Apparently, a brief description of how the sections were painted was not sufficient so to save further queries here, with my narrower 100 mm wide river sections, is a blow by blow.
These sections were constructed in exactly the same way as described in Part 1 so, lets not dwell on construction.
So early in the construction process the backs of each section were undercoated with emulsion paint left over from household decorating.
I'm not sure this is necessary but I do it anyway. The colour is probably unimportant.
Next, after construction is finished, I undercoat the upper side, again with left over household emulsion paint.
This is probably a good idea as it saves the next colours, the ones you want, from soaking into unprimed wood and card.
The first proper colour I painted on was the dark brown shade on the banks. I used Dulux Golden Bark 1.
Being the first colour you can be a bit messy with this one.
When dry (and if you are doing lots, this is a follow on job) I did the first dry brush using a 1:1 mix of Dulux Golden Bark 1 and Wholemeal Honey 2.
To give more depth, I then did a second highlight, in patches, of the same colours mixed 1:2.
Next up was the water.
These two sections show three applications of paint. The first shows the base colour (Dulux Royal Regatta 1, Indian Ivy 1 and Night Jewels 1 mixed 1:1:1) followed by a highlight of the same mix with Dulux Azure Fusion 2 (1:1) in a rough dry brush.
The second section shows an extra highlight of neat Dulux Azure Fusion 2 for more depth of colour.
Note that this dry brushing was applied with an old, rather splayed 1" brush where the bristles had 'splayed' gaps between them.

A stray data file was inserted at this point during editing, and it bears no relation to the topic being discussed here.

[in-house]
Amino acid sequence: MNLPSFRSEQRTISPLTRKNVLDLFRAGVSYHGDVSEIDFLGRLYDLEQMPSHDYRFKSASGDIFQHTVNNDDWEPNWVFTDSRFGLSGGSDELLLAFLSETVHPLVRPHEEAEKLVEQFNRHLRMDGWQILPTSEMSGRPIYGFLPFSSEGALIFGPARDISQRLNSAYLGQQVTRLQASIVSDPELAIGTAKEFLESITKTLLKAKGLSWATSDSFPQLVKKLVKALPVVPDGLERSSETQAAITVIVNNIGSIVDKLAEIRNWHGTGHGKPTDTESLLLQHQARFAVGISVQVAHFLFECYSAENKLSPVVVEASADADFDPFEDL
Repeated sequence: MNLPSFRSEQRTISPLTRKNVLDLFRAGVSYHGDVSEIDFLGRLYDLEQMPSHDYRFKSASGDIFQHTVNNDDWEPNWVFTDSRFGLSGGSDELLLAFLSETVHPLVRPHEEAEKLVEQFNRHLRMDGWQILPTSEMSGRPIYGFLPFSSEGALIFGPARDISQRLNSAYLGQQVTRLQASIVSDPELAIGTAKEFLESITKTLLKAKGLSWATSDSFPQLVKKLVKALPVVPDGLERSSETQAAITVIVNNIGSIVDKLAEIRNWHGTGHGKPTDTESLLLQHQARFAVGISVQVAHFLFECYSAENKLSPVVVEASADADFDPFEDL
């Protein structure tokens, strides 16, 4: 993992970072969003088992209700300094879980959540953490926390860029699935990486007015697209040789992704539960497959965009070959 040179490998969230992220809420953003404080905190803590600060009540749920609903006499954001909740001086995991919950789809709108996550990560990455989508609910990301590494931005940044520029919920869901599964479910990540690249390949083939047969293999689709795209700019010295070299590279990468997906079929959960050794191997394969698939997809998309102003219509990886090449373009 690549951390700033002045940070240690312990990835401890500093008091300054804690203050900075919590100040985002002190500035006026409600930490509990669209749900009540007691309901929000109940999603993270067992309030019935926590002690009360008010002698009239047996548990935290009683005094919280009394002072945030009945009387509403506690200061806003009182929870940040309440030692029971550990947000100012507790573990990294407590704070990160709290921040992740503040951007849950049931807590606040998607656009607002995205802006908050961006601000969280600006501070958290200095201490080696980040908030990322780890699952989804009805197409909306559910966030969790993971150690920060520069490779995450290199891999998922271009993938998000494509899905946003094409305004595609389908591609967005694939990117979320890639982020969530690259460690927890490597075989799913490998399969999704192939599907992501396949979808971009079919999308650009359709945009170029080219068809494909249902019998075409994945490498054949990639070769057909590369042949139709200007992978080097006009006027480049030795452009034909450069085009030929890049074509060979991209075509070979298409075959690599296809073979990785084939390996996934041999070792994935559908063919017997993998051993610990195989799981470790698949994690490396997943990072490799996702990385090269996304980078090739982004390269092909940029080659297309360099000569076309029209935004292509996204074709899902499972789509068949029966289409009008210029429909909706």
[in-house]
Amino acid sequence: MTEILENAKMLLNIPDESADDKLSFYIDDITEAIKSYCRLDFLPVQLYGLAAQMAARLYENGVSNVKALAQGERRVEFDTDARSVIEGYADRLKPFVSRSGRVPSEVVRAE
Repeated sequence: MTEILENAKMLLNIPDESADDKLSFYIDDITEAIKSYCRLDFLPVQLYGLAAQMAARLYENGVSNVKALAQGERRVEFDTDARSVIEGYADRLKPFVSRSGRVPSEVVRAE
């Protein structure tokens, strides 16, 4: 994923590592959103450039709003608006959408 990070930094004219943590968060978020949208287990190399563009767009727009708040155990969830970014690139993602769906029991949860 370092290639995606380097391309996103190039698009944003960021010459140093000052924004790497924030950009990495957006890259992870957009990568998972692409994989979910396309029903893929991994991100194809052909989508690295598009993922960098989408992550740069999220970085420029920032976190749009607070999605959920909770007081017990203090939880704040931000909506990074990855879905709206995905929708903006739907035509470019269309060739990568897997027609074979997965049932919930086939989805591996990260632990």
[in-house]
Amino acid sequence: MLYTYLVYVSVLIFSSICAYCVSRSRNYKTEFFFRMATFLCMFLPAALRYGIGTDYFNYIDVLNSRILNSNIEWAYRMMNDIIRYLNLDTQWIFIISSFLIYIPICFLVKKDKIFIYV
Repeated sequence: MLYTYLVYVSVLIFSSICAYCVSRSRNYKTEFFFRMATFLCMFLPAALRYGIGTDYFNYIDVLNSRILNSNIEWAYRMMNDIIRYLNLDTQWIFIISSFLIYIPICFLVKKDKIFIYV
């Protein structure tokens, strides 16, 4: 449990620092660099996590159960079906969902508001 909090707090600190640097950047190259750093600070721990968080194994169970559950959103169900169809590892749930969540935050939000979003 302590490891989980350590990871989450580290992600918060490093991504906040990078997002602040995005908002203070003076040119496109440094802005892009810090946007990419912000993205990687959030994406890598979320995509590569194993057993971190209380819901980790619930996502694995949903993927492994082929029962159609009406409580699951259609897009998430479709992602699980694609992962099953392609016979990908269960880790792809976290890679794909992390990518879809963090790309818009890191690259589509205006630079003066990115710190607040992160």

Note that the dry brush follows the direction of 'river flow'; dry brushing in any other direction never looks right.
Apart from this ford section, the only other colour that was needed was for the banks. The colour used on the banks was Dulux Indian Ivy 1.
To delineate the shallower water of the ford I used a mix of Dulux Azure Fusion 2 and white emulsion. Again I did this with a lateral, with the flow, brush stroke and kept the pattern 'jagged'
Once all the colours are on, and before varnishing, I looked over the banks and corrected any 'over-spills' with a small brush to give good clear edges.
When completely dry I added a coat of Yacht varnish mixed with a couple of thimbles full of wood stain (two teaspoons to half a cup of varnish -ish). This darkened the tones and softened everything nicely.
I left this to dry overnight.
The next morning the banks were coated in PVA glue and dipped into a tub of flock.
Obviously everyone's choice of flock will be different. My table is quite bright so I chose this light mottled green mix. It's Javis flock: Light Meadow Green and Spring Mix at 1:1.
Note: Good quality household brushes are well worth the money for this kind of job. This one, by Harris I think, has man-made fibre bristles; I've been using it for years and it has unbelievably, and totally retained its shape.
All of the sections laid out to dry, on a flat surface, in my nice warm and dry wargaming room.